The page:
Yes, pogo sticks can be dangerous. But, no, that doesn’t mean your family should ditch them.
Childhood wouldn’t be quite the same without a pogo stick. So instead of preventing your children from using them, you may instead choose to embrace the developmental benefits of risky play 1Risky play for children: Why we should let kids go outside and then get out of the way https://www.cbc.ca/natureofthings/features/risky-play-for-children-why-we-should-let-kids-go-outside-and-then-get-out while at the same time teaching your children how to assess hazards and take sensible steps to minimize danger.
If you decide to go for this approach, then this guide will help you to keep your child as safe as possible on their pogo stick.
What are the dangers of pogo sticking?
Intuitively, kids jumping up and down while trying to balance on a springy rod will involve knocks and bumps. Kids will fall off, often onto cement driveways. This is largely unavoidable, however, most children will self-regulate. That is, they will learn their capability and physical limits and then keep within them.
Typical injuries involve:
- Scrapes and grazes
- Twisted ankles
- Head impacts
Most of these can be dramatically mitigated by wearing appropriate safety gear, namely: CPSC-certified helmets; long-legged/armed clothing, and; properly fitted appropriate footwear.
So regular pogo sticking involves some risk, comparable to riding a bike. Extreme pogo sticking, however, is another matter. This needs to be approached and respected in the same way other extreme sports are (eg, skateboarding, pro scooting, BMX, etc).
Children and young people embarking on any extreme sport need to be aware of the significant risks of injury. And indeed, most are. The key advice to parents is to talk frequently and openly to your child about the risks. Make sure they are respecting the dangers and that they are committed to wearing appropriate safety gear and following safety guidelines.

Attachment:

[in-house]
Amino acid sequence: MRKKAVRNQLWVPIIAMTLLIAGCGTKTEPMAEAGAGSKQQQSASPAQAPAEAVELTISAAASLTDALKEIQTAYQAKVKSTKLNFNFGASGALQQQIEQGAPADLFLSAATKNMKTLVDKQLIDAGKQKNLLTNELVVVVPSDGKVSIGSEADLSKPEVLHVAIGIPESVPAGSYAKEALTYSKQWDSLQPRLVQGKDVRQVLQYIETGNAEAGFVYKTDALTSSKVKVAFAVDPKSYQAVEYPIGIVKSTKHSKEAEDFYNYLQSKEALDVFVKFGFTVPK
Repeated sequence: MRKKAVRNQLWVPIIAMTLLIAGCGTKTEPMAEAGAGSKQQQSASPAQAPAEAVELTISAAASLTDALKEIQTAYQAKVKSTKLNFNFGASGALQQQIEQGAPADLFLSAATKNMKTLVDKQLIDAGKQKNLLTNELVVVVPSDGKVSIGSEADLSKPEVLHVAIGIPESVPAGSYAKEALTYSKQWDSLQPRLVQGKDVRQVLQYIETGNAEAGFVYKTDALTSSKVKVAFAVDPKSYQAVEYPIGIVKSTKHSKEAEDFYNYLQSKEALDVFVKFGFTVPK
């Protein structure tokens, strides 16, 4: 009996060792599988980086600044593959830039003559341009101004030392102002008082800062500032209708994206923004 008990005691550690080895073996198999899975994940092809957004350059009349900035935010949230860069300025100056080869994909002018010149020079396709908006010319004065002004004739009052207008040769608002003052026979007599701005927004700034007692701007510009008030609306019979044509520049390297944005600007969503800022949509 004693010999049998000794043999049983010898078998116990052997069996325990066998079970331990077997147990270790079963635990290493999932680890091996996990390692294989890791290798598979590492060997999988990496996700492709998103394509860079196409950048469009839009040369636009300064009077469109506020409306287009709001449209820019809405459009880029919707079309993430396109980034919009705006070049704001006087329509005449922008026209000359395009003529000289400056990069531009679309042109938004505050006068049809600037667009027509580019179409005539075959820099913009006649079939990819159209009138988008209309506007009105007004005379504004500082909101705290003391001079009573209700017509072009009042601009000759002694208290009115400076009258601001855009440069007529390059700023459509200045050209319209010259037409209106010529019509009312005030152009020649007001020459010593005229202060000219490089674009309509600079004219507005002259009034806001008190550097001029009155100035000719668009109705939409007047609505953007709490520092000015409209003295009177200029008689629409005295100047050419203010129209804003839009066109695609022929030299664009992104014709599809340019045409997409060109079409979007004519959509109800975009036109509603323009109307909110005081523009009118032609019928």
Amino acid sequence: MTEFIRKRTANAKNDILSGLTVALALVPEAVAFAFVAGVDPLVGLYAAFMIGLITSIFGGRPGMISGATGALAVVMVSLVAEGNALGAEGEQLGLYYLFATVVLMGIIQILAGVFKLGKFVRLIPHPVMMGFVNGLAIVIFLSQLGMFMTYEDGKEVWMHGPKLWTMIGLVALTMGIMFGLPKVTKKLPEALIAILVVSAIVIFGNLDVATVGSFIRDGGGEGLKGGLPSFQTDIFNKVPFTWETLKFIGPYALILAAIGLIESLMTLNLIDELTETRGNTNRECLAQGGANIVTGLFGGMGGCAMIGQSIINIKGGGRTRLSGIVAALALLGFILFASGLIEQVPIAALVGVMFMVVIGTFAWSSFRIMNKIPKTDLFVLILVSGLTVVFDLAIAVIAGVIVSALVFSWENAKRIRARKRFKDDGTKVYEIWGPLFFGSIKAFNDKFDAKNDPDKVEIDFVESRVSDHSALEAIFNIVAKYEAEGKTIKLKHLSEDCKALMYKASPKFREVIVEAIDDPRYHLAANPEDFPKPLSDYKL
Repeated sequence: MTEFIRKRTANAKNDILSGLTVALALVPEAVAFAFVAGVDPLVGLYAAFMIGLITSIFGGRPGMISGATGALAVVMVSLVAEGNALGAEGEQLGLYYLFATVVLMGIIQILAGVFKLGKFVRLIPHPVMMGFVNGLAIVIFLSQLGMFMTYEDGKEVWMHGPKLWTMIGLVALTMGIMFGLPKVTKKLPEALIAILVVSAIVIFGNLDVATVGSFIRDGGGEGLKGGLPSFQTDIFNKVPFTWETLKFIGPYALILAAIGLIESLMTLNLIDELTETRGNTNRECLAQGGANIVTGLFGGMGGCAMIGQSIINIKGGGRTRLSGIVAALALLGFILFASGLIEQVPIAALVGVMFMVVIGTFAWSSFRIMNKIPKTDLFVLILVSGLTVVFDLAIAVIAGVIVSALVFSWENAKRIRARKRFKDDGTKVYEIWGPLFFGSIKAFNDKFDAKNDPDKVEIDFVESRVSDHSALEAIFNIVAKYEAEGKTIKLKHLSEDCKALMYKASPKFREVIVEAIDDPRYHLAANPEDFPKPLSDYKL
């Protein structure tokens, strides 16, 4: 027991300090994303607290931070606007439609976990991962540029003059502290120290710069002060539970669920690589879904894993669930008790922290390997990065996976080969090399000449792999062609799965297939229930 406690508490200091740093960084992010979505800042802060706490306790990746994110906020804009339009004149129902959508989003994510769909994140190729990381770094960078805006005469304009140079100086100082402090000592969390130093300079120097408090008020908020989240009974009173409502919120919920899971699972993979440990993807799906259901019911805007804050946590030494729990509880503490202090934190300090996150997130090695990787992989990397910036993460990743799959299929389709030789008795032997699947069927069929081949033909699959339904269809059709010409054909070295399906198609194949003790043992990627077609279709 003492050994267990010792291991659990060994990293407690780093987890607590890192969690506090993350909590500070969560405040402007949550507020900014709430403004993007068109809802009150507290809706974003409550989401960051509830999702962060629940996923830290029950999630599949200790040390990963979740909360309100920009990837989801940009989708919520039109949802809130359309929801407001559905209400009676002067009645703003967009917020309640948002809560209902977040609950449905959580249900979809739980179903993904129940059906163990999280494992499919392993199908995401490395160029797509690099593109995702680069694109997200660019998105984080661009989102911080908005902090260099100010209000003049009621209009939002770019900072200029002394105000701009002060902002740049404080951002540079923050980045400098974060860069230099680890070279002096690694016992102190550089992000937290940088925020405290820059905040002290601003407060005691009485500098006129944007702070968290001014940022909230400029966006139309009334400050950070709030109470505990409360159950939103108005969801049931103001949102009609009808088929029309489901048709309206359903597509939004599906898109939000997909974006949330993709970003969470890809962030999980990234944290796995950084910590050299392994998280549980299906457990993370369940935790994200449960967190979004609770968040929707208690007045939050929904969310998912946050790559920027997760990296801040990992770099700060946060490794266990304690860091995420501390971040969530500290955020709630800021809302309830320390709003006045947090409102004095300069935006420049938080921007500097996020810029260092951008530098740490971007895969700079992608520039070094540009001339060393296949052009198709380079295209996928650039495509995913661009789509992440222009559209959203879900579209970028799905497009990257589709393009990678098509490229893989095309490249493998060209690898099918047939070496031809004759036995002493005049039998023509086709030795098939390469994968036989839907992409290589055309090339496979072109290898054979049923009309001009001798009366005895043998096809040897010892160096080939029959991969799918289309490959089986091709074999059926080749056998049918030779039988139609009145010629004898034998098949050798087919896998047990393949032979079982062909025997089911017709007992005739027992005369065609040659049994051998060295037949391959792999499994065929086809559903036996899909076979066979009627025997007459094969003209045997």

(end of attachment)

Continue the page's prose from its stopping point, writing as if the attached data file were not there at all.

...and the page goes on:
Essential safety gear
Safety gear is non-negotiable. Here is a list of the essential gear that children need when using a pogo stick:
- [Essential] CSPC certified helmet. Your child should have one of these for any ride-on toy. Always opt for CSPC certified over aesthetics and make sure their helmet is fitted properly. It should fit snugly and be unable to tip or twist out of position. Makse sure it sits squarely atop their head and doesn’t tilt back. This ensure forehead protection.
- Knee and elbow pads. Pros tend not to use these, but for first-timers and children who are still learning, these are a sensible piece of safety gear.
- Long-legged/armed clothing. Again, a good option for learners who are likely to come off the pogo many times. These will save many grazed elbows and knees.
- Properly fitted shoes. Skate shoes are ideal as they are nice and tough. Always opt for covered toes (eg, sneakers but not sandals). Make sure they are done up tightly so that the ankle is protected and the foot can’t slip around
Safety DOs and DON’Ts (from pogo pros)
Here is a summary of the safety advice given by the biggest pogo stick brands in the world.
Parents, it’s a great idea to get to know the following safety guidelines intimately. Then teach your child and help them develop a proactive safety culture.
- DO NOT pogo in streets and parking lots. Avoid anywhere used by vehicles.
- DO NOT pogo near people. Avoid practicing near people. A falling body or pogo stick can easily injure a passer-by.
- DO NOT pogo on slippery surfaces. Never ride your pogo stick after it has rained or, more generally, on wet surfaces. Also avoid terrain with loose gravel, sand, or leaves. Any loose debris can cause slips.
- DO NOT pogo on weak surfaces. The pressure exerted at the tip of the pogo stick can be huge. Avoid wood floors, gardens, ice, roofs, etc. A good rule of thumb is to only use surfaces you’d be happy to drive on.
- DO avoid overhead obstacles. Make sure you jump in an area without any overhead obstacles or low ceilings. Typically your head can reach 10 to 12 feet.
- DO pogo on level ground. The safest ground is level. Avoid steep inclines. Jumping on angled surfaces reduces the friction between a pogo stick and the ground and means slippages are more likely. Also, avoid uneven surfaces, which are unpredictable and will often cause problems
- DO learn your limit. Like any skill, you need to build up slowly. Respect the natural learning curve and don’t attempt tricks or stunts until you have worked your way up to them with plenty of practice.
- DO check and maintain your pogo stick. Before each ride, give your pogo a once-over. Check that all nuts, bolts, and connections are secure; the handlebars and footpegs are tight, and; that there is no visible sign of damage.
That’s it! Keeping your child safe on a pogo stick is mostly common sense. The understanding of risk and the steps taken to mitigate it apply equally well to most other outdoor, active ride-on sports. Teaching children how to assess and respect risk, and building a culture of proactive safety precaution is a skill and habit that will benefit them throughout their lives.